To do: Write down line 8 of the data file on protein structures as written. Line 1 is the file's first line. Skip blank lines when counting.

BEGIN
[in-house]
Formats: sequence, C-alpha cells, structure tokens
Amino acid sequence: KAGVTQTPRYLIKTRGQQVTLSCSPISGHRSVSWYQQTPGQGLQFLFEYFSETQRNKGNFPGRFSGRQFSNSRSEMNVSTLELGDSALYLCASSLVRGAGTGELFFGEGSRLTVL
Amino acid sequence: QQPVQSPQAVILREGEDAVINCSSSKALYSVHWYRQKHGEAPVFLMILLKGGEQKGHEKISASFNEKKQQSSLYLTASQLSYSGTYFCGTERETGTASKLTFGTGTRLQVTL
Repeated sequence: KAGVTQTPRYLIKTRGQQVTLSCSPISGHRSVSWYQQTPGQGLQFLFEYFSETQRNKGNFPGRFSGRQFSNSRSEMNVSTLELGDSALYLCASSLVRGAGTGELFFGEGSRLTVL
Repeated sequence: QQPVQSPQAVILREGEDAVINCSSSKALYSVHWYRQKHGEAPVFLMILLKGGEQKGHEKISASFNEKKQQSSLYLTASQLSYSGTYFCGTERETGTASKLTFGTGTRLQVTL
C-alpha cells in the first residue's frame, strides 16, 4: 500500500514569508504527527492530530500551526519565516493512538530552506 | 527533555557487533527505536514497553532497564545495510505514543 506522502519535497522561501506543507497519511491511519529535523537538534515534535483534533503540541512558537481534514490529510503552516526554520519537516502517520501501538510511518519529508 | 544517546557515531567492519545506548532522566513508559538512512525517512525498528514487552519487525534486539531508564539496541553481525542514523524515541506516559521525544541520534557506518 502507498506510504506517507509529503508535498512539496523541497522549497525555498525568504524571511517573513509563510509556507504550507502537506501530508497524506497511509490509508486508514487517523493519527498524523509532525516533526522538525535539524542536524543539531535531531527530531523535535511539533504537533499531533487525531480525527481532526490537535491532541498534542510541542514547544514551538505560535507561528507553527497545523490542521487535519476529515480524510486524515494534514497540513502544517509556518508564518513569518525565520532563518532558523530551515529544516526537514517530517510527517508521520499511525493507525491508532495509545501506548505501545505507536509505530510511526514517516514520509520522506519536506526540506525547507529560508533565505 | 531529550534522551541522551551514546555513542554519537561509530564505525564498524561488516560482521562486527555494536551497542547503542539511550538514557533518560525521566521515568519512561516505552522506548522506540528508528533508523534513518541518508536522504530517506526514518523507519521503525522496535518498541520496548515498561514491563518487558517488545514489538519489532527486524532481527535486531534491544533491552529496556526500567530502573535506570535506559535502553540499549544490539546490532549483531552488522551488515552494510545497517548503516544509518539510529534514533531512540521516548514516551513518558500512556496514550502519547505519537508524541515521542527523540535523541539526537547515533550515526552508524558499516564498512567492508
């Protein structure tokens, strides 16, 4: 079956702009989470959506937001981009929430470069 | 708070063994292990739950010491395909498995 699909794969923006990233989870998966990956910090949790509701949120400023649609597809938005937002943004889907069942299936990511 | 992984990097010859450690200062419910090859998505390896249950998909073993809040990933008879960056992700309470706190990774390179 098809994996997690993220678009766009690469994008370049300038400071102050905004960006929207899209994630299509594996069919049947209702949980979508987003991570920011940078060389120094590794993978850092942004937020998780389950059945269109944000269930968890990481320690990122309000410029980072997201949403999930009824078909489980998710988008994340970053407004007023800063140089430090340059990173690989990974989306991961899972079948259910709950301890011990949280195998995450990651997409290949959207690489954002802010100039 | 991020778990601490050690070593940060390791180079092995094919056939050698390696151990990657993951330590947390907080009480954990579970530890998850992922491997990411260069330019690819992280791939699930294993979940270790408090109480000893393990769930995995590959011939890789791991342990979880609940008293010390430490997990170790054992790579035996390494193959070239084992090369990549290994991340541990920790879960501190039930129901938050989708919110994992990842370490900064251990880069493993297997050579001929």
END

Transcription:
């Protein structure tokens, strides 16, 4: 079956702009989470959506937001981009929430470069 | 708070063994292990739950010491395909498995 699909794969923006990233989870998966990956910090949790509701949120400023649609597809938005937002943004889907069942299936990511 | 992984990097010859450690200062419910090859998505390896249950998909073993809040990933008879960056992700309470706190990774390179 098809994996997690993220678009766009690469994008370049300038400071102050905004960006929207899209994630299509594996069919049947209702949980979508987003991570920011940078060389120094590794993978850092942004937020998780389950059945269109944000269930968890990481320690990122309000410029980072997201949403999930009824078909489980998710988008994340970053407004007023800063140089430090340059990173690989990974989306991961899972079948259910709950301890011990949280195998995450990651997409290949959207690489954002802010100039 | 991020778990601490050690070593940060390791180079092995094919056939050698390696151990990657993951330590947390907080009480954990579970530890998850992922491997990411260069330019690819992280791939699930294993979940270790408090109480000893393990769930995995590959011939890789791991342990979880609940008293010390430490997990170790054992790579035996390494193959070239084992090369990549290994991340541990920790879960501190039930129901938050989708919110994992990842370490900064251990880069493993297997050579001929």